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Global conventions hosted by UN Environment

Vienna Convention for the Protection of the Ozone Layer and the Montreal Protocol on Substances that Deplete the Ozone Layer

  • The Kigali Amendment, which can avoid 0.4°C of global warming by reducing the use of certain greenhouse gases in the cooling industry, entered into force on 1 January 2019. On this day, the Amendment had 65 ratifications, achieved in only two years since its signature.
  • A report from the Scientific Assessment Panel of the Montreal Protocol, released at the 30th Meeting of the Parties in November 2018, showed that Northern Hemisphere midlatitude ozone is scheduled to recover to 1980 values in the 2030s, the Southern Hemisphere around mid-century and the Antarctic ozone hole in the 2060s.
  • At the same meeting, parties to the Montreal Protocol agreed to track and eradicate new and illegal sources of chlorofluorocarbons to preserve the healing of the ozone layer.

Convention on the Conservation of Migratory Species of Wild Animals

  • Signatories to the Memorandum of Understanding on the Conservation of Migratory Sharks listed eight shark species in December 2018 for better protection globally.
  • More than 30 African countries hosting populations of African wild dog, cheetah, leopard and lion established in November 2018 a joint African Carnivore Initiative—a collaboration between the Convention on International Trade in Endangered Species of Wild Fauna and Flora (CITES) and the Convention on the Conservation of Migratory Species of Wild Animals (CMS).
  • Parties to the African-Eurasian Waterbird Agreement agreed in December 2018 on targeted action for threatened waterbirds, including a new Plan of Action for Africa, while the Convention on the Conservation of Migratory Species of Wild Animals and the European Network of Prosecutors for the Environment are assisting nations to better prosecute the illegal killing, taking and trade of migratory birds.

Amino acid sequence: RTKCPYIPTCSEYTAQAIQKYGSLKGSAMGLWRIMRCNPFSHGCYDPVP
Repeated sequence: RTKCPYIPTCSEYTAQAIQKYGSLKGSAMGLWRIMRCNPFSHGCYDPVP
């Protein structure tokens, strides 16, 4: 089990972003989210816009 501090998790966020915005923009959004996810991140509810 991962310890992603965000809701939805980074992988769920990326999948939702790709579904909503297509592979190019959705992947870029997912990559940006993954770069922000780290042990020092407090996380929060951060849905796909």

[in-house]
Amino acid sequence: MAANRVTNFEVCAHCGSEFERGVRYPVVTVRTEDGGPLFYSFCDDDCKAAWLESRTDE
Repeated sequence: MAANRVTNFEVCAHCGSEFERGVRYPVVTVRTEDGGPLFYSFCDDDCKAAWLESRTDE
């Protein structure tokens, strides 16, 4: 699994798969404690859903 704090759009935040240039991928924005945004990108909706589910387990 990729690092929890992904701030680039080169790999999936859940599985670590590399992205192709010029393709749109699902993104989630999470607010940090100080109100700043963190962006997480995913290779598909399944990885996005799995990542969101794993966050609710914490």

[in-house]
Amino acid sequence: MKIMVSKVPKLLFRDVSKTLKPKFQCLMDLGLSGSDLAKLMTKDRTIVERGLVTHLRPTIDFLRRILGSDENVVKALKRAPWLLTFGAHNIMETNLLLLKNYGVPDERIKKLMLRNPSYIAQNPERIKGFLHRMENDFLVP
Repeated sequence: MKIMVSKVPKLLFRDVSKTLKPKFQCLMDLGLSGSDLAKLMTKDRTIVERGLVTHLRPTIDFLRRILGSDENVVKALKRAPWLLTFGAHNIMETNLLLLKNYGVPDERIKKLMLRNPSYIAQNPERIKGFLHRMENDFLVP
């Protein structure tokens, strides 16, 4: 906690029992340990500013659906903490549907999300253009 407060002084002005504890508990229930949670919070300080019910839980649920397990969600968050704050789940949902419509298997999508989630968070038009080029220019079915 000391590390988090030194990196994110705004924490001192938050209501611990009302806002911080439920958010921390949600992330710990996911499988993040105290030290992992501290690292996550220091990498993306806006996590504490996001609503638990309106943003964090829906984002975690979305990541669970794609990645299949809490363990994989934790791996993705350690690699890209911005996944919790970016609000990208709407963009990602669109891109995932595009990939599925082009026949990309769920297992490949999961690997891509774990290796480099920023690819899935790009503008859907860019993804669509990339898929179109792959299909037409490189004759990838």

Convention on Biological Diversity

  • The UN Biodiversity Conference was held in Sharm-el-Sheikh, Egypt, in November 2018 under the theme “Investing in biodiversity for people and planet”. The Conference adopted 69 decisions and launched a process to develop the post-2020 global biodiversity framework.
  • The International Day for Biological Diversity marked the 25th anniversary of the entry into force of the Convention on 22 May 2018.
  • The Nagoya-Kuala Lumpur Supplementary Protocol on Liability and Redress entered into force in March 2018. This addition to the Cartagena Protocol on Biosafety contributes to the conservation and sustainable use of biodiversity by providing international rules and procedures in the field of liability and redress relating to living modified organisms.

Convention on International Trade in Endangered Species of Wild Fauna and Flora

  • The International Consortium on Combating Wildlife Crime, led by the Secretariat of the Convention, supported Operation Thunderstorm. The operation involved police, customs, border, wildlife, forestry and environment agencies from 92 countries and territories, and resulted in 1,974 seizures and the identification of over 1,400 suspects.
  • Monitoring the Illegal Killing of Elephants, the largest programme of the Convention for capacity building and monitoring, analysed poaching trends of elephants across their range in Africa and showed that overall elephant poaching in Africa declined for the seventh year in a row. It also—for the first time—presented trends in the illegal killing of Asian elephants.
  • The Secretariat of the Convention gathered representatives from 24 countries from across Africa, Asia, Europe and North America to develop and implement national ivory action plans, which strengthen controls of the trade in ivory and help combat the illegal trade in ivory in range, transit and consumer countries.

Basel, Rotterdam and Stockholm Conventions

  • Basel Convention: the Open-Ended Working Group proposed possible avenues of actions for tackling marine plastic waste.
  • Rotterdam Convention: three more hazardous chemicals were made subject to the prior informed consent procedure. Fifty chemicals are now on the list, with seven more under consideration.
  • Stockholm Convention: two more toxic chemicals were added to the list of persistent organic pollutants for elimination, and three more persistent organic pollutants were reviewed.

 

Minamata Convention on Mercury

  • The Minamata Convention on Mercury stepped into its implementation phase, with 101 parties at the end of 2018, and the bulk of the technical guidance needed for implementation adopted.
  • The Specific International Programme, part of the Convention’s financial mechanism, is now fully operational with five approved projects.